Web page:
A cream-of-the-crop gathering of 1930's radio stars, who lend themselves to a storyline about a failing radio station which needs to put on a huge ratings winner to have any chance of ... See full summary »
A radio-singer, Bing Hornsby, is none-too-concerned about his job, and an affair with Mona leads to his dismissal. When it appears Hornsby is getting and paying a lot of attention to his ... See full summary »
Crosby plays a Philadelpia Quaker engaged to a Southern belle. He becomes a social outcast when he refuses to fight a duel. Fields then hires him to perform on his riverboat, promoting him ... See full summary »
Bob Gordon is staging a new Broadway Show, but he is short of money. He gets an offer of money by the young widow Lillian, if she can dance in his new show. Bert Keeler, a newspaper man, ... See full summary »
Architect Peter Ibbetson is hired by the Duke of Towers to design a building for him. Ibbetson discovers that the Duchess of Towers, Mary, is his now-grown childhood sweetheart. Their love ... See full summary »
Larry Poole, in prison on a false charge, promise an inmate that when he gets out he will look up and help out a family. The family turns out to be a young girl, Patsy Smith, and her ... See full summary »
Lady Alyce Marshmorton must marry soon, and the staff of Tottney Castle have laid bets on who she'll choose, with young Albert wagering on "Mr. X". After Alyce goes to London to meet a beau... See full summary »
Hard to decide where to start. It's a musical comedy but there are basic problems - the comedy isn't funny and the songs aren't tuneful. Paramount had a pretty large stable of talent in those days, and many of them are here; Bing Crosby, Burns & Allen, Ethel Merman, Charles Ruggles, Mary Boland, but their talents go largely to waste in this misbegotten movie.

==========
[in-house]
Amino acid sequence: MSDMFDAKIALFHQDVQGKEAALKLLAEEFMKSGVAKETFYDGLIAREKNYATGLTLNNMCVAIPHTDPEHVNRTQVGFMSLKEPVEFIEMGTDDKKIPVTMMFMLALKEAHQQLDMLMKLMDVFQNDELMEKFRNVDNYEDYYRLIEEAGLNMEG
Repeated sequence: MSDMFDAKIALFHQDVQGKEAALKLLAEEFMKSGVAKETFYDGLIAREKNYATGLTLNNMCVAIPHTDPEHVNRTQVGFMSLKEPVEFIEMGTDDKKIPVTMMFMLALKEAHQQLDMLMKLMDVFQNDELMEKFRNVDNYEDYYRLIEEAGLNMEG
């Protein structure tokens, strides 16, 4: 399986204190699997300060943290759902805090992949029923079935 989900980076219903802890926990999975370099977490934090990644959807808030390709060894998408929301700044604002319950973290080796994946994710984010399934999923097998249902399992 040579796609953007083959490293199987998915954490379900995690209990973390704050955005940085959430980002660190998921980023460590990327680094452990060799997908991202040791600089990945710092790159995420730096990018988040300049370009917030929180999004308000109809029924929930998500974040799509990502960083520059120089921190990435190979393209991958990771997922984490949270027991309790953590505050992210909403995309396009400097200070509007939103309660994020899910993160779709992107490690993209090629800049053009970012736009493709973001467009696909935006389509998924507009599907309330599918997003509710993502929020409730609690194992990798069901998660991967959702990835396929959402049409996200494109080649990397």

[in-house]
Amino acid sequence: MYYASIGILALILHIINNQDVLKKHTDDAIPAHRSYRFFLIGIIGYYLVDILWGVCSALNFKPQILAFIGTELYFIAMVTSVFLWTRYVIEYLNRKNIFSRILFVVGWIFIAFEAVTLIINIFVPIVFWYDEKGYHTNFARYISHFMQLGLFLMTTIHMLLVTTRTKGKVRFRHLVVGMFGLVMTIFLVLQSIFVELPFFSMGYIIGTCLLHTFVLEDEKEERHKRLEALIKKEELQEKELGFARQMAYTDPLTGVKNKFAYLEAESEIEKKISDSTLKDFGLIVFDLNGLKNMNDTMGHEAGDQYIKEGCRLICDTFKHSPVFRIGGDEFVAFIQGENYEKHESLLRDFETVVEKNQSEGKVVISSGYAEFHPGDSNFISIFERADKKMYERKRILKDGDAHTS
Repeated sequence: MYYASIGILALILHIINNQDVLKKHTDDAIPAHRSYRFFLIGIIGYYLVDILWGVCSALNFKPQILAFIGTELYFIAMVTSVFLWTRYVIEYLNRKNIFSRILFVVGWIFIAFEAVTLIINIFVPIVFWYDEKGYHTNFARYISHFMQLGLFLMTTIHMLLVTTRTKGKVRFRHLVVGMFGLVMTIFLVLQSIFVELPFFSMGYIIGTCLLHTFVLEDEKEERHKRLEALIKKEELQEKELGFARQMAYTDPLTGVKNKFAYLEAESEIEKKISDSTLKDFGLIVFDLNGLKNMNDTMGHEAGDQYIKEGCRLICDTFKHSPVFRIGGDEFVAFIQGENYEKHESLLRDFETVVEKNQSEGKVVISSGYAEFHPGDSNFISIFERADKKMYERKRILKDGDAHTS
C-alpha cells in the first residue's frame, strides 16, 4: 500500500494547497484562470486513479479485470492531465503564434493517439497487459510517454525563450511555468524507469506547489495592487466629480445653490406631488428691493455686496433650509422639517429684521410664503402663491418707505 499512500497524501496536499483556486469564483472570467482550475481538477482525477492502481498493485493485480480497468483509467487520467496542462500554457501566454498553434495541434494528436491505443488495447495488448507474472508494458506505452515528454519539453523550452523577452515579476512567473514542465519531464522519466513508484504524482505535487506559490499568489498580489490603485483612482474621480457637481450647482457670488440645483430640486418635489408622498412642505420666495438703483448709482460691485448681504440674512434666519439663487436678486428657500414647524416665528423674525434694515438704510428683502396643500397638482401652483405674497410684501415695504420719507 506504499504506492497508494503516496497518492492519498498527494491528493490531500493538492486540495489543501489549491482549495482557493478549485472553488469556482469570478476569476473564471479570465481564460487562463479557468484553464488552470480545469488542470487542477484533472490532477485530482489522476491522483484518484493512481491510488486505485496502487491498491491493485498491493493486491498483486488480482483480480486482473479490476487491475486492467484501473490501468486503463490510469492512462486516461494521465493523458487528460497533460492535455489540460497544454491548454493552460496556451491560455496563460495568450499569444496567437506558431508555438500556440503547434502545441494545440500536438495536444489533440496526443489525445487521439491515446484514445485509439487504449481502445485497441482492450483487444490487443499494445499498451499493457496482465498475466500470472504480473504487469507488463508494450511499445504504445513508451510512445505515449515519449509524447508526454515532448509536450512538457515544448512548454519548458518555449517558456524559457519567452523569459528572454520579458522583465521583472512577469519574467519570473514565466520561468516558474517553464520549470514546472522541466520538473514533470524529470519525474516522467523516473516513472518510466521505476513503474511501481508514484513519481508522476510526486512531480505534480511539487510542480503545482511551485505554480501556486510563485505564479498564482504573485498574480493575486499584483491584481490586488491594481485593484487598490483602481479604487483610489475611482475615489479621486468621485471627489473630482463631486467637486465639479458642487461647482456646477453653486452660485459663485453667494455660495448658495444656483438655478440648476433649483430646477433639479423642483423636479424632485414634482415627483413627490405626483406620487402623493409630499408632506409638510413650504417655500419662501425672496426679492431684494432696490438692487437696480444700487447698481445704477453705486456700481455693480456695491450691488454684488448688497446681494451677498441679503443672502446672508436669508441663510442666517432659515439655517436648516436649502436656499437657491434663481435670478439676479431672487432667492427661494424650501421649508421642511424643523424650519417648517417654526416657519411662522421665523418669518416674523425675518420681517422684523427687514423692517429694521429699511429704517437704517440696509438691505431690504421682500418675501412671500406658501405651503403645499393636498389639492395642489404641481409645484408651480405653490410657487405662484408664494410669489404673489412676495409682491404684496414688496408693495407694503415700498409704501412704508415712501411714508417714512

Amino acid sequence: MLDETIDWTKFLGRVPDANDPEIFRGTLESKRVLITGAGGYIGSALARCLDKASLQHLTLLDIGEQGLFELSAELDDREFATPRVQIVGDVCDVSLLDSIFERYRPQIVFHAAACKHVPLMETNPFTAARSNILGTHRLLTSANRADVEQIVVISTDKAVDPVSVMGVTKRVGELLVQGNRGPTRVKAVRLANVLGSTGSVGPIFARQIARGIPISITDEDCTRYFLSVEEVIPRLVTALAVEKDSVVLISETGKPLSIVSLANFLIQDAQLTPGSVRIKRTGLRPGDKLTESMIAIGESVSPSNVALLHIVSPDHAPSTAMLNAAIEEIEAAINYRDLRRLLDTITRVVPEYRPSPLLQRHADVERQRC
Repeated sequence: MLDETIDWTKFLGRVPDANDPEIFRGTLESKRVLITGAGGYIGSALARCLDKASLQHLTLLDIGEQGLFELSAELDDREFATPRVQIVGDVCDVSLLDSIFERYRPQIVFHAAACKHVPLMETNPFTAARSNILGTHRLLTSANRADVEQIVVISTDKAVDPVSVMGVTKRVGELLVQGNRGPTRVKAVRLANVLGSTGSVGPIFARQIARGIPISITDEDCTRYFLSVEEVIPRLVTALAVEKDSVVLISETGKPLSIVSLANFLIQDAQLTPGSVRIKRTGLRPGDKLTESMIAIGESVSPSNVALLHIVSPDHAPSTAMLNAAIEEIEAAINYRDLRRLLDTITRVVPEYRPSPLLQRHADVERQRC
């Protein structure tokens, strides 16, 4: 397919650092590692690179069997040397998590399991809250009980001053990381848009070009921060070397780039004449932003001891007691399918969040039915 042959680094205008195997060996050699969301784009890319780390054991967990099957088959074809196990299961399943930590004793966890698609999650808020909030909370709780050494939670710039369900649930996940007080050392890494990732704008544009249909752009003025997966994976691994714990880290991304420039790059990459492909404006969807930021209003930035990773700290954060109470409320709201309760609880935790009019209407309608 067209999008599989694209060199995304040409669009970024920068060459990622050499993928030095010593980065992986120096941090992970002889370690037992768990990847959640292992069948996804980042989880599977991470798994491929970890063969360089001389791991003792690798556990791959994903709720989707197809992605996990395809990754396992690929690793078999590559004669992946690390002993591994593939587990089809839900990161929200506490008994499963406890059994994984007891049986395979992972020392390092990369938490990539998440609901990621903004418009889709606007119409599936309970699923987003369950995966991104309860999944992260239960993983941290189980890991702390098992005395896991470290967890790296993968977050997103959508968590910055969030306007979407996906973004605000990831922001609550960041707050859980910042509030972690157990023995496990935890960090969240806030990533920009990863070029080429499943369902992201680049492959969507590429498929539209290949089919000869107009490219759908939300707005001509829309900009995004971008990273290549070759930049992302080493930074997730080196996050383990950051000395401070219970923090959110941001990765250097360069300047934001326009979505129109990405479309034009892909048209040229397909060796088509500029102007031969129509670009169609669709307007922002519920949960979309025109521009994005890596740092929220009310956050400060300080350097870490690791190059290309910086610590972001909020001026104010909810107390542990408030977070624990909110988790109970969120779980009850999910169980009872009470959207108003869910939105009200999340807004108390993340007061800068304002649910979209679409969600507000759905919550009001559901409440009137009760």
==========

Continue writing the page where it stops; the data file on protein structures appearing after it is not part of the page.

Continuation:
Except for "I Wished on the Moon", the songs are forgettable and lack the normal craftsmanship of the Whiting-Robin team. Most of the jokes and comic sequences are half-baked and unfunny, and the picture needed more Burns & Allen and less Jack Oakie, as he overacts in one of his lesser efforts on screen. But before I forget, I should mention Lyda Roberti, one of Hollywood's best and funniest comediennes whose life was cut short by heart disease. She shines above the poor material and her zany style is reminiscent of a young Lucille Ball.
Saving the best (or worst) for last, as the poor storyline makes "The Big Broadcast of 1936" almost unwatchable. Incoherent and trying too hard at humor, the film does the career of director Norman Taurog, who has an impressive list of films to his credits, a disservice. Recommended strictly for Hollywood archivists and those happy people who are easily entertained.
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